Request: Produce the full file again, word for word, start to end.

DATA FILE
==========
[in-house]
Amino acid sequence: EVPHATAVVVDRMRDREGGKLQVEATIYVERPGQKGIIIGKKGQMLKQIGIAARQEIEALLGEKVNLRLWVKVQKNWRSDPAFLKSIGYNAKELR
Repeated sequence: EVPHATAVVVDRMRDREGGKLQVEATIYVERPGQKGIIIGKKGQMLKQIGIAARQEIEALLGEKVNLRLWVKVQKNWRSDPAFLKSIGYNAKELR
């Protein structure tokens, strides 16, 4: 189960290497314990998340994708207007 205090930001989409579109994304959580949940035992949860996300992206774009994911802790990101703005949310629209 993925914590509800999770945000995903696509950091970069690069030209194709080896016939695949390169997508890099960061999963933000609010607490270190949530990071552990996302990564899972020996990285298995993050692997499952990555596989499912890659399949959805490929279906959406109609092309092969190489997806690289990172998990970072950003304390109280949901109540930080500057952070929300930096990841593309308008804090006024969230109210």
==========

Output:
[in-house]
Amino acid sequence: EVPHATAVVVDRMRDREGGKLQVEATIYVERPGQKGIIIGKKGQMLKQIGIAARQEIEALLGEKVNLRLWVKVQKNWRSDPAFLKSIGYNAKELR
Repeated sequence: EVPHATAVVVDRMRDREGGKLQVEATIYVERPGQKGIIIGKKGQMLKQIGIAARQEIEALLGEKVNLRLWVKVQKNWRSDPAFLKSIGYNAKELR
């Protein structure tokens, strides 16, 4: 189960290497314990998340994708207007 205090930001989409579109994304959580949940035992949860996300992206774009994911802790990101703005949310629209 993925914590509800999770945000995903696509950091970069690069030209194709080896016939695949390169997508890099960061999963933000609010607490270190949530990071552990996302990564899972020996990285298995993050692997499952990555596989499912890659399949959805490929279906959406109609092309092969190489997806690289990172998990970072950003304390109280949901109540930080500057952070929300930096990841593309308008804090006024969230109210």